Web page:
By Melissa J. Anderson

Once the solely under the purview of granola munching hippies, organic cotton is going mainstream. Appearing more and more frequently in retain chains, now even big-box retailers like Wal-Mart carry organic cotton clothing and household items.

Recently one of the world’s largest merchandisers also started carrying organic t-shirts: Disney. But that’s not all – the company only carries organic cotton t-shirts. At the recent UN Global Conference for Social Change, Christie Fleischer, Director of Merchandise, Softlines, at The Disney Store, said “We didn’t give the guest that choice. Organic, sustainable cotton is our standard of quality.”

She continued, “We entered into this business because we believed it was the right thing to do. But we have seen an increase of double digits in sales – an increase that surpassed our stretch expectations.” But sustainability is more than a matter of customer satisfaction.

Presenting at the Conference with Anvil Knitwear‘s CEO Anthony Corsano and Jimmy Wedel, a cotton grower and President of the Texas Organic Cotton Marketing Cooperative, the three represent a vertical supply chain. Disney sells the organic products that Anvil makes, and Anvil purchases the organic cotton that Wedel grows. Together, they explained how sustainable cotton benefit the supply chain’s human capital as well – right down to the farm workers.

A Green Supply Chain is Good for People Too

What’s good for the earth is usually good for people too – because, well, we live here. But the human benefits of green supply chain are much more tangible and direct. In fact, as Wedel pointed out, transitioning to organic farming has allowed him to make more money and employ more staff, building his own business as well as the local economy.

Wedel explained, “Sustainability is not just one of the hottest buzz words. Rural communities are dying, and conventional farming is not sustainable.”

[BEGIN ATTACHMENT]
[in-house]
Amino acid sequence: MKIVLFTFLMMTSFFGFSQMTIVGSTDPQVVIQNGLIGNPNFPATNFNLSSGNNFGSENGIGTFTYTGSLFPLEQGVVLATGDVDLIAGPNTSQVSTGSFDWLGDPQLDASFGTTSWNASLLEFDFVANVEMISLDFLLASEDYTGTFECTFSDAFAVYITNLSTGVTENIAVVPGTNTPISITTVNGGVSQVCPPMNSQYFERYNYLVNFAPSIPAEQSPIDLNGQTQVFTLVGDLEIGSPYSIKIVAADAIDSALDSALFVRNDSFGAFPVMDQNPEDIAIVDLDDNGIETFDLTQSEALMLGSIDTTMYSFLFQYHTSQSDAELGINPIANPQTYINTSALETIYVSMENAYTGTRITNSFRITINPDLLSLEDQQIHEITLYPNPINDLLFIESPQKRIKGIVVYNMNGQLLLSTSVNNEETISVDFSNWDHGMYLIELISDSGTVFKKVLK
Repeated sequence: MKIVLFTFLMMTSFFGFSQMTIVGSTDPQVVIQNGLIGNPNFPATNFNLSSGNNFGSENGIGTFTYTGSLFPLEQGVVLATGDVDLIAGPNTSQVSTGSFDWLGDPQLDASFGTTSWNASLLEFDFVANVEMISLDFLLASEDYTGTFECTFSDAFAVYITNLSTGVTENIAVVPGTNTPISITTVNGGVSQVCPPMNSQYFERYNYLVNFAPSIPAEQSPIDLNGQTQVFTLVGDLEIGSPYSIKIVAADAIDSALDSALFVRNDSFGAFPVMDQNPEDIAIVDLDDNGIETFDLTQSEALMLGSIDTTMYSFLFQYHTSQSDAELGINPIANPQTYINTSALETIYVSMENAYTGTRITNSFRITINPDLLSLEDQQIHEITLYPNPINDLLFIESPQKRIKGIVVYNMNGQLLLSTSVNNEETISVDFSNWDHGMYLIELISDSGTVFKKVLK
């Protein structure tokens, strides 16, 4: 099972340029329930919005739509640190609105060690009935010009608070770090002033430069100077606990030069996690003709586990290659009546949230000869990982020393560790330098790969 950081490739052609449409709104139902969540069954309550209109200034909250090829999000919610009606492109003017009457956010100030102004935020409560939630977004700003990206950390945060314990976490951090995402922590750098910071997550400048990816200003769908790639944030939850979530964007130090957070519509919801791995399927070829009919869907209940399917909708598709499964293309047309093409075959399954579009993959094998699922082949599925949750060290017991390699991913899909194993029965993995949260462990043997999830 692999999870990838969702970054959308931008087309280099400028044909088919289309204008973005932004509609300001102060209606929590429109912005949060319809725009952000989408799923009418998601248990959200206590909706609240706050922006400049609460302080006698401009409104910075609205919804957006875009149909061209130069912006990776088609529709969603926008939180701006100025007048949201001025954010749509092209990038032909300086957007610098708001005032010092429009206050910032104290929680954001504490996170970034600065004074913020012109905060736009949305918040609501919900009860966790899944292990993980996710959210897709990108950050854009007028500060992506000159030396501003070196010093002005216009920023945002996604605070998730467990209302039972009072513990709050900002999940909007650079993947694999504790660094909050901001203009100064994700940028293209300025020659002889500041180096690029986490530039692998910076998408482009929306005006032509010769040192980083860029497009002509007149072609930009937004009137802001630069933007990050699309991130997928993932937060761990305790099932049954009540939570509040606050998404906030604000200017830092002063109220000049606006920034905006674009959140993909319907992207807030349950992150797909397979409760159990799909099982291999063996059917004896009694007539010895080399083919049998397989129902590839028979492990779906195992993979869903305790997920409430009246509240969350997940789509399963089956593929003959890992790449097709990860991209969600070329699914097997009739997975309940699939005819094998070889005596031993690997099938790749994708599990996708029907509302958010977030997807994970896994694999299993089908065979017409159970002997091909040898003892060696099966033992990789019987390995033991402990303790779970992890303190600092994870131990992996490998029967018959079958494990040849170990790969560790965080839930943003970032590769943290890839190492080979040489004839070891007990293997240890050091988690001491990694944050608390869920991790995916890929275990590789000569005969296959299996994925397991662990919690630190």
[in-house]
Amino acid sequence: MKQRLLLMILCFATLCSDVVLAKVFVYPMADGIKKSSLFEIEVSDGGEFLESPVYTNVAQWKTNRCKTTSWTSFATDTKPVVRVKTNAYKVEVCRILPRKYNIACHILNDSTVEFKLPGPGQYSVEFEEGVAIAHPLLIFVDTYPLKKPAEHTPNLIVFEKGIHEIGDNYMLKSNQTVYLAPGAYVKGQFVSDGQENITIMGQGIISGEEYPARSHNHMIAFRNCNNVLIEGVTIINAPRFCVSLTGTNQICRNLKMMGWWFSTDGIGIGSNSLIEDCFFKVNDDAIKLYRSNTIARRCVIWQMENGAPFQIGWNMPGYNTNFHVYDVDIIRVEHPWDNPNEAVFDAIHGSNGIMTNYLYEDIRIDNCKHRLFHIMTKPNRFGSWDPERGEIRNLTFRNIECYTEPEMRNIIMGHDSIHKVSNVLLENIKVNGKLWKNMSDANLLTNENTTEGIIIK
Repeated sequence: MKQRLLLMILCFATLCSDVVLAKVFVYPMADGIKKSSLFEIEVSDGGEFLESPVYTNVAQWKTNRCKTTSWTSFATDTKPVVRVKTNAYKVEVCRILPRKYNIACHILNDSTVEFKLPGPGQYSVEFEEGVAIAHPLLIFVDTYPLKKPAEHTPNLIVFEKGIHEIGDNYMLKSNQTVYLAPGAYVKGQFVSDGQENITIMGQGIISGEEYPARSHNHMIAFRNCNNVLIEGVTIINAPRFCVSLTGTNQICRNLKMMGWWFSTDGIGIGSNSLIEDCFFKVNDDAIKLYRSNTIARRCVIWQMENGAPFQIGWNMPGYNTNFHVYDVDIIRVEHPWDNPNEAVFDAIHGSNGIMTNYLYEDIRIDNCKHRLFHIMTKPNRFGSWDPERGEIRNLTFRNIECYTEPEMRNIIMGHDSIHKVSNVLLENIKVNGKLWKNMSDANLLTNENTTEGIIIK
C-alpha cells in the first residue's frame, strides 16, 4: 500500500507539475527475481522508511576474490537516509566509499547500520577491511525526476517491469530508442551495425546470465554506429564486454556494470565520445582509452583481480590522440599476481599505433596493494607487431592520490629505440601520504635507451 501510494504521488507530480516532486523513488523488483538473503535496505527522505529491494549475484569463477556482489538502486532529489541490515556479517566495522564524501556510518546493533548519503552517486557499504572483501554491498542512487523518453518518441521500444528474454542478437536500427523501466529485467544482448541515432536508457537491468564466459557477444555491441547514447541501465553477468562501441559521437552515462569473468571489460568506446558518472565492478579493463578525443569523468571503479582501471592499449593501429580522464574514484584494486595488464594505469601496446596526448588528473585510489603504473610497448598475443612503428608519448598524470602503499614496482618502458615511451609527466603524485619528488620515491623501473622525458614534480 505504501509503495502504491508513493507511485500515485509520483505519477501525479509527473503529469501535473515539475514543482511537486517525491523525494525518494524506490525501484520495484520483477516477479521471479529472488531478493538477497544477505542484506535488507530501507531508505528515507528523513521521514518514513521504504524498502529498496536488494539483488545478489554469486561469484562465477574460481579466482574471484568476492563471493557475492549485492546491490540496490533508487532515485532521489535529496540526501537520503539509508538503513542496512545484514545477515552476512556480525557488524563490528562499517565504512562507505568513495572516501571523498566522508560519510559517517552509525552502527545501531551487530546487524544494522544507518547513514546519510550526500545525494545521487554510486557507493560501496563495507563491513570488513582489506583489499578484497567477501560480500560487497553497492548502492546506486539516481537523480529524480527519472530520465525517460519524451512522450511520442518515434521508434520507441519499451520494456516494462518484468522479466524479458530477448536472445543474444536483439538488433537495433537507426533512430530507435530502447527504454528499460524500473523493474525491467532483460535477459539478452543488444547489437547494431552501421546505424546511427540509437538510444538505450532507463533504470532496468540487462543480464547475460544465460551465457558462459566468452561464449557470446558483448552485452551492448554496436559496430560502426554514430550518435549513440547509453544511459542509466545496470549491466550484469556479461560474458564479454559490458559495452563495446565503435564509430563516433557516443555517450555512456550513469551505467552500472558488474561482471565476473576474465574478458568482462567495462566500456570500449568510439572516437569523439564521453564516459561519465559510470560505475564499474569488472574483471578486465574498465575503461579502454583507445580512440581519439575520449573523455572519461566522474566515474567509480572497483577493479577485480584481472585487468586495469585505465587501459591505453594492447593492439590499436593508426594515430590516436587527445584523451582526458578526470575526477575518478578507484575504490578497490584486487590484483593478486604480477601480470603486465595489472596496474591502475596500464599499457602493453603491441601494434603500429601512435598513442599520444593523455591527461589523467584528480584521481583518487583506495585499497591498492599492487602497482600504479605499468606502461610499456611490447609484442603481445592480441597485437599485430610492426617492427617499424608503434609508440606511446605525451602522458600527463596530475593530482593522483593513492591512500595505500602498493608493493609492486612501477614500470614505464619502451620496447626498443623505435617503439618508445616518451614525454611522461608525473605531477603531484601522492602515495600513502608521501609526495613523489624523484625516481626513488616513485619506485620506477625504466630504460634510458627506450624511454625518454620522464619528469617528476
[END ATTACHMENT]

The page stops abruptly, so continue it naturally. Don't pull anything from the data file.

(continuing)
He explained that because organic farming is more labor intensive than conventional farming, it’s more expensive. But since demand for organic products from clothing manufacturers like Anvil is rising, he is able to make more money from his product, and employ more a larger staff. “Higher prices means higher wages,” he explained. “It’s an economic multiplier.”

Taking Partnership Action with a Green Supply Chain

Corsano agreed. He explained that organic farming provides social, environmental and product safety and integration benefits. Anvil, the largest buyer of organically grown cotton in the US, and the 6th largest buyer worldwide, was honored as a Top Leader of Change at the conference for its commitment to actionable sustainability.

Anvil Knitwear recently announced that it would double the amount of acreage committed to organic cotton farming in 2011. Corsano said, “Business is booming. We’re out of capacity. We have to look at sustainability not as an expense, but as an amazing way to build capital.”

Corsano pointed out that until sustainability is seen as profitable, corporations won’t take part. The success of Anvil partnership with Wedel and Disney shows how social change can be accomplished by looking further down either end of the supply change. Companies can make a larger social and environmental impact, generate larger profits, and do better for their employees if they work together. Louise Guido, President and Founder of the Foundation for Social Change, which hosted the conference said, “That collaborative partnership makes it all worthwhile.”